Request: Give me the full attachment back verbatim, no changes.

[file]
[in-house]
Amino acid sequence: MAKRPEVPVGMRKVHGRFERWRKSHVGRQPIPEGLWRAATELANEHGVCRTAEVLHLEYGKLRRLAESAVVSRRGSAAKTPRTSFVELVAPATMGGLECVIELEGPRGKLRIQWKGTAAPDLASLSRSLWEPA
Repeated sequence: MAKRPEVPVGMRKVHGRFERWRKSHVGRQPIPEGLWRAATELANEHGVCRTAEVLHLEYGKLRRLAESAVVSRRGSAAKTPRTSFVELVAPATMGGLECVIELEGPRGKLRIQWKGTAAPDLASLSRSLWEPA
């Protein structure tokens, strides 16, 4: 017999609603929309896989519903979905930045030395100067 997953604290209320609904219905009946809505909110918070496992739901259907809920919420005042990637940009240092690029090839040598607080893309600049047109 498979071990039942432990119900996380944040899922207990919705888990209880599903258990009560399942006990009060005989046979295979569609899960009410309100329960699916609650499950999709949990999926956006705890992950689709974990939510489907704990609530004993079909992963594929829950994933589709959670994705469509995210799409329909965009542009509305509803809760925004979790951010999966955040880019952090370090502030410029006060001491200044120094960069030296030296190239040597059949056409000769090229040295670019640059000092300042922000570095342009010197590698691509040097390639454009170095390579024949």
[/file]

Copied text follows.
[in-house]
Amino acid sequence: MAKRPEVPVGMRKVHGRFERWRKSHVGRQPIPEGLWRAATELANEHGVCRTAEVLHLEYGKLRRLAESAVVSRRGSAAKTPRTSFVELVAPATMGGLECVIELEGPRGKLRIQWKGTAAPDLASLSRSLWEPA
Repeated sequence: MAKRPEVPVGMRKVHGRFERWRKSHVGRQPIPEGLWRAATELANEHGVCRTAEVLHLEYGKLRRLAESAVVSRRGSAAKTPRTSFVELVAPATMGGLECVIELEGPRGKLRIQWKGTAAPDLASLSRSLWEPA
């Protein structure tokens, strides 16, 4: 017999609603929309896989519903979905930045030395100067 997953604290209320609904219905009946809505909110918070496992739901259907809920919420005042990637940009240092690029090839040598607080893309600049047109 498979071990039942432990119900996380944040899922207990919705888990209880599903258990009560399942006990009060005989046979295979569609899960009410309100329960699916609650499950999709949990999926956006705890992950689709974990939510489907704990609530004993079909992963594929829950994933589709959670994705469509995210799409329909965009542009509305509803809760925004979790951010999966955040880019952090370090502030410029006060001491200044120094960069030296030296190239040597059949056409000769090229040295670019640059000092300042922000570095342009010197590698691509040097390639454009170095390579024949």